- Average disposable income compared to cost of living
- Interest rates and fluctuation over time
- State of health care and social welfare
- Percentage of university graduates unable to secure work
- Rate of unemployment among the proletariat
- Spend some time living among the proletariat!
The New Generation
Dangerous times lie ahead, and the issue is social as well as financial. Millennials are growing up in a state of disillusionment, totally disempowered and wanting no part of the world they were raised is. While this may be nothing new, the stakes are higher than they have ever been before.
For the most part, children of the previous generation grew up with strong morals values instilled by their family and the society around them. Small business owners took pride in their work, people exchanged and bartered at markets, cared for each other, and life was good. These days we have mass corporitisation and poverty breeding contempt and hate for the world in young minds, and thanks to modern technology and communications the perception of this reality is no longer isolated to the individual or the immediate community.
It’s small wonder young people turn away from the world and immerse themselves in technology, passive entertainments and destructive behaviour. After all, what is there to look forward too? A crappy minimum wage job and a crippling mortgage in 10 years time?
Young people need something to believe in, and apathy is our worst enemy and people who don’t care about anything are easily controlled and coerced. One can only hope the youngsters of the new generation wake up before all their freedoms have been systematically revoked and they are too blind and weak do anything about it.
Stages of Decline
The process of economic decay is roughly as follows:
In a strong economy everyone lives in abundance, goods are readily available, and life is good. People become accustomed to the good life, and complacency and a sense of entitlement sets in. Inflation and decline can caused by a number of practical reasons, including and not limited to:
- Fractional reserve banking loan debt (American fiasco)
- Central bank generating surplus credit (Business Cycle)
- Rising oil prices (peak oil scare and corruption)
- Rising real-estate prices
- Government contract corruption (Philippines, china ghost cities)
- Abuse of social welfare programs (Australia)
- Increased supply over demand
- Unions demanding wage increases
- Market bubbles
The economy is sent into a steady decline as inflation rises. Unemployment is on the rise. Ever increasing numbers of people receive government assistance in one form or another. Government spending has increased dramatically. The price of gold, silver, and other precious metals reach record highs.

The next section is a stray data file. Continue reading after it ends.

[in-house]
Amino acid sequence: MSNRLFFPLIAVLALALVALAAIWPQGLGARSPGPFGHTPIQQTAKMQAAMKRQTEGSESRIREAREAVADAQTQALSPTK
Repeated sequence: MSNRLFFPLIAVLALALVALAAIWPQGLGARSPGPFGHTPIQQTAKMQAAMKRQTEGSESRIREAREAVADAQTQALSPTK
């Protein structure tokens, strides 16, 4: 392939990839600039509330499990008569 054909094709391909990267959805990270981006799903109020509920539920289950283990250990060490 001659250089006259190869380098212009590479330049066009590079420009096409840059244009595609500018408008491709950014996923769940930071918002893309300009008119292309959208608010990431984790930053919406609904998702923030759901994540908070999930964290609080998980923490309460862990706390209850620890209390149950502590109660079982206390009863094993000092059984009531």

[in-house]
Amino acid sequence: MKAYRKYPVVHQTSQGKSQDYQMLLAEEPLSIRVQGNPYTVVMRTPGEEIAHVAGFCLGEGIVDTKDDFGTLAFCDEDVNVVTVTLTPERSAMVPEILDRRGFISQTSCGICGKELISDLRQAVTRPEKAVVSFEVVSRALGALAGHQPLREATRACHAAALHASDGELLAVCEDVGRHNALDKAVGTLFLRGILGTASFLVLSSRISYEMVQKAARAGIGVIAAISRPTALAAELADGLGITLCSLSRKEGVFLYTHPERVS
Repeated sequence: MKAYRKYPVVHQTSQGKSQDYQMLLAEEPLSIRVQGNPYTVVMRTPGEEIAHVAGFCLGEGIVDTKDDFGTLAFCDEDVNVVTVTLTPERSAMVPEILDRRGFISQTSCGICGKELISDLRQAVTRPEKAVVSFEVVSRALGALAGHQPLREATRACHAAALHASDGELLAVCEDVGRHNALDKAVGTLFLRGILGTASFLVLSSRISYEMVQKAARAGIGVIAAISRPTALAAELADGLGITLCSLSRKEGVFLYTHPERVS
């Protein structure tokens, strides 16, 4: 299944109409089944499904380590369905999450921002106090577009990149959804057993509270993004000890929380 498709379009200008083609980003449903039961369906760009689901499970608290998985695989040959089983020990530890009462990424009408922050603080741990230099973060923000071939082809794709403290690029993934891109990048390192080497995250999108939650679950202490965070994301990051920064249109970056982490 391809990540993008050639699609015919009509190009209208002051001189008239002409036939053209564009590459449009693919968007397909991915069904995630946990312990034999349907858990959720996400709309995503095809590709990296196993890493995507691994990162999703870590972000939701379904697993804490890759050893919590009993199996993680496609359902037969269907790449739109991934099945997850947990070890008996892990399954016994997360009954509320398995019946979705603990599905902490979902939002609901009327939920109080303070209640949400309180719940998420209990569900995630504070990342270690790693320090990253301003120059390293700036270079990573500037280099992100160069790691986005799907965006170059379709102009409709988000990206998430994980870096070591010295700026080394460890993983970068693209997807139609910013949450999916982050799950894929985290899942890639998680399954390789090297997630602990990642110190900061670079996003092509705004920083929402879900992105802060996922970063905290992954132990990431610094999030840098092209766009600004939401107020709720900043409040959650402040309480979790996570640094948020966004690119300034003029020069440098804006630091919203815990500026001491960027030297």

Prolonged periods of decay trigger a recession, causing businesses to fail and leaving a large portion of the population jobless and homeless. Infrastructure begins to decay due to reprioritisation and lack of government funds. It’s do or die for the working class, and large scale civil unrest and riots become the norm.
At this point the economic collapse can be sent into overdrive, when the people fearing banks will become insolvent, panic and withdraw their deposits en masse causing a “bank run”. As a bank run progresses, it generates its own kind of momentum, with the likelihood of default increasing as more people withdraw their deposits. This can destabilize a bank to the point of facing sudden bankruptcy. At this point a bank must either default (great depression, 10c on the dollar), or be bailed out (American bank bailout).
In the event of a total collapse, infrastructure grinds to a complete halt and there are no more deliveries to fill the supermarket shelves. There is a rush for supplies and everything goes within in a matter of hours. The power grid becomes unstable and rolling blackouts are a daily occurrence. Those who have hoarded goods or gasoline now offer them at exorbitant prices, and those who can’t afford them turn to vandalism and violence in order to survive.
Total lawlessness ensues and urban areas become war zones controlled by gangs. Severe poverty and starvation become a common sight. The government implements martial law and now controls the supply and distribution of food and water. Clashes break out between civilian militia and government forces. Those who have no means of providing for themselves have no choice but to accept the government’s totalitarian regime.
The term “economic collapse” has been used to describe a broad range of bad economic conditions, ranging from a severe, prolonged depression with high bankruptcy rates and high unemployment (such as the Great Depression of the 1930s), to a breakdown in normal commerce caused by hyperinflation (such as in Weimar Germany in the 1920s), or even an economically caused sharp increase in the death rate and perhaps even a decline in population (such as in countries of the former USSR in the 1990s).
Weather we choose to acknowledge it or not, an unseen battle rages between the powers that be and the people they seek to control, and our basic human dignity and right for freedom is at steak. We live at a crucial turning point in mankind’s history, and the outlook is grim but not yet hopeless. The ever encroaching dark hand of control continues to sell their subversive action under the guise of altruistic endeavours, and a generation of youth raised on social media think apathy and cynicism is cool, but we have to have faith in the resilience of the human spirit to fight in faced of adversity.
Just remember that the handful of people who run the world economies will do literally anything to maintain the power, so educate yourself and keep your eyes open - the world is counting on YOU to be as passionately about YOUR freedom as the shadow governments are about keeping control.